I recently saw a fun post on LinkedIn. Milestone Systems was bragging about how they have added GPU acceleration to their VMS, but the accompanying picture was from a different VMS vendor. My curiosity had the better of me, and I decided to look for the original press release. The image was gone, but the text is bad enough.
Let’s examine :
Pioneering Hardware Acceleration
In the latest XProtect releases, Milestone has harvested the advantages of the close relationships with Intel and Microsoft by implementing hardware acceleration. The processor-intensive task of decoding (rendering) video is offloaded to the dedicated graphics system (GPU) inside the processer [sic], leaving the main processor free to take on other tasks. The GPU is optimized to handle computer graphics and video, meaning these tasks will be greatly accelerated. Using the technology in servers can save even more expensive computer muscle.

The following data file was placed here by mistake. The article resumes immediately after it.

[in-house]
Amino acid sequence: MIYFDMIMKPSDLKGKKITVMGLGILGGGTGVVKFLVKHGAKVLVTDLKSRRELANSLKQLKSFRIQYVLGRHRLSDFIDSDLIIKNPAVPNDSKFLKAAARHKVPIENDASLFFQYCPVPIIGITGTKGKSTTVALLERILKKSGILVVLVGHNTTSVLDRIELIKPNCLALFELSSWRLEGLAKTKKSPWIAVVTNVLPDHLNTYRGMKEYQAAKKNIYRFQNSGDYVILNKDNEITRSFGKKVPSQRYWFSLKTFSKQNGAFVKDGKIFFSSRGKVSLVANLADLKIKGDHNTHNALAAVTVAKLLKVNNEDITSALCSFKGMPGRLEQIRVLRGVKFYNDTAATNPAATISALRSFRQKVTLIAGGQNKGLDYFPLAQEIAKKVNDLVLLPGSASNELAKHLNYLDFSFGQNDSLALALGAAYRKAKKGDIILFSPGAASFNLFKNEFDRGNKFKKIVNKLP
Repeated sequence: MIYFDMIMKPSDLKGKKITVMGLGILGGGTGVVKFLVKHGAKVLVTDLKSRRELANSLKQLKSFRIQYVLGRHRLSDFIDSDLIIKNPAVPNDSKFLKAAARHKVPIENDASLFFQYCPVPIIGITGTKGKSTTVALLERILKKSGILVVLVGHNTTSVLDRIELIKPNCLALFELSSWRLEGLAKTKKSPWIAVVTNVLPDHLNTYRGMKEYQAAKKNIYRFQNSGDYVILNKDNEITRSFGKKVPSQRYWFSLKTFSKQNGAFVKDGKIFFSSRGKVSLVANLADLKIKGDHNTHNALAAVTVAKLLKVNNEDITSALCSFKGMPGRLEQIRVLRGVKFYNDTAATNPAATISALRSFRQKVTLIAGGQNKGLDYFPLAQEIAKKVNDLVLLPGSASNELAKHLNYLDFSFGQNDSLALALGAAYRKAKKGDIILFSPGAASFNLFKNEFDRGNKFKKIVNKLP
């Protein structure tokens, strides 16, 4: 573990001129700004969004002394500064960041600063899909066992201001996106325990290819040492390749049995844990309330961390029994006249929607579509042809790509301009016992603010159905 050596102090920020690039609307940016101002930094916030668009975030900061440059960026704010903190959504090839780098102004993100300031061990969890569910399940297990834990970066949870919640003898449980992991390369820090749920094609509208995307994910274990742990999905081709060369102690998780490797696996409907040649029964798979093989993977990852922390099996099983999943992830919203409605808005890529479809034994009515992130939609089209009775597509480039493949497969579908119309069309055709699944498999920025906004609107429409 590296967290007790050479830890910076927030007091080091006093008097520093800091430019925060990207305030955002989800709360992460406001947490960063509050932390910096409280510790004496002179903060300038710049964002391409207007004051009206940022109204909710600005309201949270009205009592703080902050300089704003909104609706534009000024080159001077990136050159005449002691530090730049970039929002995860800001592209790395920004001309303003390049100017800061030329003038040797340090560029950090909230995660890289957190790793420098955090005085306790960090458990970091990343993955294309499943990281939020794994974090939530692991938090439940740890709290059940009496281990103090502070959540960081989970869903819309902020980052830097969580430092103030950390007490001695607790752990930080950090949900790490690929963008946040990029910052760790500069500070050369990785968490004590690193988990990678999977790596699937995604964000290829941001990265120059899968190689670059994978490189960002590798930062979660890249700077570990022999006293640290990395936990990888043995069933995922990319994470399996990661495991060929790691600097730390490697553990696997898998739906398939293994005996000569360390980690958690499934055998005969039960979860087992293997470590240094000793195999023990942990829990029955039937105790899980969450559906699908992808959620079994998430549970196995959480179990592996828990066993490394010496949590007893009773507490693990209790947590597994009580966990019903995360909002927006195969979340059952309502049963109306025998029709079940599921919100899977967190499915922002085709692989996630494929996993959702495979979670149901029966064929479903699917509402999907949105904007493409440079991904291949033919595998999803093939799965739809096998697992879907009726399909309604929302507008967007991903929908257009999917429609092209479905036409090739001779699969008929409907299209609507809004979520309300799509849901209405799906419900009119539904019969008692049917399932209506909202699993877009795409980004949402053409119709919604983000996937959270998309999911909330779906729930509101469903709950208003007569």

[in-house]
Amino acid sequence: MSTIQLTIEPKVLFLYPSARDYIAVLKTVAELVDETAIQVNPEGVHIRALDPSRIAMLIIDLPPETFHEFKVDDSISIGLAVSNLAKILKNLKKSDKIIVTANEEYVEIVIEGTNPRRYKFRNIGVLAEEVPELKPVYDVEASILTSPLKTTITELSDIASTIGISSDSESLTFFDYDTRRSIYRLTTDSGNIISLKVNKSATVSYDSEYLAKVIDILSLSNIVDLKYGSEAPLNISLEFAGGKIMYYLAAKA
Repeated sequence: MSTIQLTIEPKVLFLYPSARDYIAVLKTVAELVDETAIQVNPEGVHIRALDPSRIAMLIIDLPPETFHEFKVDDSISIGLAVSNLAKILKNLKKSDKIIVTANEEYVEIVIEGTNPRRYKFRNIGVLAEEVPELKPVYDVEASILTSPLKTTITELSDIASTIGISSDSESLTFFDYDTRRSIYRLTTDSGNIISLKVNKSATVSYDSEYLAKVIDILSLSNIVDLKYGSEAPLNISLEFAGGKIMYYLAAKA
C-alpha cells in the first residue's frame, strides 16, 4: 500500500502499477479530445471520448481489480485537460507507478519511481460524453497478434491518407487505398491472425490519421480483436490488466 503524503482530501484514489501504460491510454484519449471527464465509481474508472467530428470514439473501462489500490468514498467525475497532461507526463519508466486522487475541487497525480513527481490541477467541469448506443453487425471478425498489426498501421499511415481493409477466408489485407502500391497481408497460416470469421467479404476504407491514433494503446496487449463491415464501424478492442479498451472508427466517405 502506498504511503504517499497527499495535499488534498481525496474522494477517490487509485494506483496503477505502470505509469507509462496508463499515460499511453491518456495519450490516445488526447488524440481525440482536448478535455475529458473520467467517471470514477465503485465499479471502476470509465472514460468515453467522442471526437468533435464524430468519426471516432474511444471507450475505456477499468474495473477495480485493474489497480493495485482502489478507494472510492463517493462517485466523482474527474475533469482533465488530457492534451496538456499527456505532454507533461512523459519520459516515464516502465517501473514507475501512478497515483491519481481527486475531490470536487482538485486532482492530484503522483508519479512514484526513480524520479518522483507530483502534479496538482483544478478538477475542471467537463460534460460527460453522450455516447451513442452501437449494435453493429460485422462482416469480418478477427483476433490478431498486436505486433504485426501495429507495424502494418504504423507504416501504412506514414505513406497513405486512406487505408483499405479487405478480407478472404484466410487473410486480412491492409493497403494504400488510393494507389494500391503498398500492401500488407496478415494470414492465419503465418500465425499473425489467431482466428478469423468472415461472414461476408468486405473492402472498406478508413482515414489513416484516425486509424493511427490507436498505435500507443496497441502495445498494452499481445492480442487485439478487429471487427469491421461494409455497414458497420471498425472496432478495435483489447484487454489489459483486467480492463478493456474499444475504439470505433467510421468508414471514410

“Pioneering” means that you do something before other people. OnSSI did GPU acceleration in version 1.0 of Ocularis, which is now 8 or 9 years old. Even the very old NetSwitcher app used DirectX for fast YUV conversion. Avigilon has been doing GPU acceleration for a while too, and I suspect others have as well. The only “pioneering” here is how far you can stretch the bullshit.
We have experimented with CUDA on a high end nVidia card years ago, but came to the conclusion that the scalability was problematic, and while the CPU would show 5%, the GPU was being saturated causing stuttering video when we pushed for a lot of frames.
Using Quick sync is the right thing to do, but trying to pass it off as “pioneering” and suggesting that you have some special access to Microsoft and Intel to do trivial things is taking marketing too far.
The takeaway is that I need to remind myself to make my first gen client slow as hell, so that I can claim 100% performance improvement in v2.0.